The original “Sopranos” car will be auctioned today at Mandalay Bay — along with a 1925 Rolls-Royce armed with a machine gun and an “elephant cannon.”
The “Sopranos” car, at Barrett-Jackson Auction, is the 1999 maroon Chevy Suburban driven by the late James Gandolfini in the show’s first four seasons. The car got much screen time in the opening credits and in interior shots.
“Be nice to my car,” Gandolfini wrote with an autograph on the driver’s mirror visor.
“It’s a piece of history,” Craig Jackson, CEO of Barrett-Jackson, says.
“I really have no idea” how much money the car will fetch, Jackson says. “We put it in the wild card category.”
The media is ready to pounce.
“We have OK! TV and Radar, and all those people here covering it. So it ought to hit national news when it sells,” Jackson says.
The Suburban was owned by the show’s production company. It was consigned to Barrett-Jackson a few months ago.
Barrett-Jackson sold the “Soprano’s” Cadillac Escalade in 2008 for $49,500, but it wasn’t signed and Gandolfini was still around.
Barrett-Jackson will also auction a 1925 Rolls-Royce Phantom I Maharaja “Tiger car.” It comes with a 450-caliber, hand-cranked machine gun and an “elephant cannon.”
Plus, Siegfried and Roy will be there to accept a charitable donation from Barrett-Jackson, which raised $1.2 million for charities on Thursday.
“We’re not just carpetbaggers who come into town and leave,” says Jackson, whose wife is Vegas’ luxury real estate specialist, Carolyn Mullany-Jackson. “Actually, 50 percent of our business is in Nevada now,” a half-and-half split with Arizona, he says.
The auction grossed 22 hours of live TV Friday on various channels. National Geog0o-ooopraphic Channel shoots live today. Barrett-Jackson has sold many star and TV cars, from “The Beverly Hillbillies” auto to the “Monkeemobile.”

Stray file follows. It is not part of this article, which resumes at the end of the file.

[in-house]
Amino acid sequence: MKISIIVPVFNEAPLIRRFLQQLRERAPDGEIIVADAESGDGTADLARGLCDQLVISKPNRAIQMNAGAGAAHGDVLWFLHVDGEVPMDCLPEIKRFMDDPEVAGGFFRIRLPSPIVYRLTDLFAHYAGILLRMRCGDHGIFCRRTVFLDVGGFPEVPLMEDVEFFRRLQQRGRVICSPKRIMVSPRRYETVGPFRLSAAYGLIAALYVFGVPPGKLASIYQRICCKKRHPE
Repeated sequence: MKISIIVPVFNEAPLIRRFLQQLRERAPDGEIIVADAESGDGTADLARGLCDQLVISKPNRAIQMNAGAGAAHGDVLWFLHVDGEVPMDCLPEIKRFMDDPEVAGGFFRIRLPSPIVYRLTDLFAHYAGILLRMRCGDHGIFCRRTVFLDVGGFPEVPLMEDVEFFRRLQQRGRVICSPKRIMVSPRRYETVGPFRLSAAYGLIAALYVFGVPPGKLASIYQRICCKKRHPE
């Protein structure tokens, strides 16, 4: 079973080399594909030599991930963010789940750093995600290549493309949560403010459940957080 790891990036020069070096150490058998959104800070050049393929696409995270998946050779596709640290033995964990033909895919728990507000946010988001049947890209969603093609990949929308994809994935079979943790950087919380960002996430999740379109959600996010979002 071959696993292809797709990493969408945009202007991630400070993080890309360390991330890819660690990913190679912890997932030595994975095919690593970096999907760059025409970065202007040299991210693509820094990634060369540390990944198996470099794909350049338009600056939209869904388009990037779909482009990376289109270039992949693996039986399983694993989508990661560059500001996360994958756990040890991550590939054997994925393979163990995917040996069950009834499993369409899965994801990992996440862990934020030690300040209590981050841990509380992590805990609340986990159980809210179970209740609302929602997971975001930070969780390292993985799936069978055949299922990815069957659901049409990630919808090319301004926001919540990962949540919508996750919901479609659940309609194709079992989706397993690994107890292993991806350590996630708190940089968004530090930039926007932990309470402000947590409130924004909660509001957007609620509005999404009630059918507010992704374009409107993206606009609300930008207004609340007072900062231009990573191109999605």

In January, Barrett-Jackson auctioned the original Batmobile for $4.6 million — a record for a Hollywood car, beating by a few dollars James Bond’s 1964 Aston Martin DB5 with pop-up machine guns.
Golfer Bubba Watson bought a “Dukes of Hazzard” car at auction a few years ago, Jackson says.
“He takes it to the Phoenix Open (course) every day, and he hits the horn that plays ‘Dixie’ as he pulls in,” Jackson says. “Here’s all these bluebloods, like, ‘Who is this savage?’ And then he goes on and wins the Masters. He’s a riot!”
The Electric Daisy Carnival’s Pasquale Rotella, of Insomniac, has been cleared of embezzlement charges.
Rotella is married-with-baby to Holly Madison. He and EDC organizer Reza Gerami were accused of bribing an official for certain access to the L.A. Coliseum when EDC was in L.A., before Vegas.
But corruption charges were dismissed, leaving conspiracy and bribery counts. A Rotella statement renewed his urge of innocence: “Today’s ruling is a giant step toward what we expect to be a full and complete exoneration of Mr. Rotella.”
At club Hakkasan on Thursday, celebrities danced to the music of DJs Calvin Harris and Nervo. The stars: Jennifer Lopez with boyfriend Casper Smart, Rosario Dawson, Kate Upton and Rita Ora.
Doug Elfman’s column appears on Page 3A in the main section on Mondays, Tuesdays, Thursdays and Saturdays. He also writes for Neon on Fridays. Email him at firstname.lastname@example.org. He blogs at reviewjournal.com/elfman.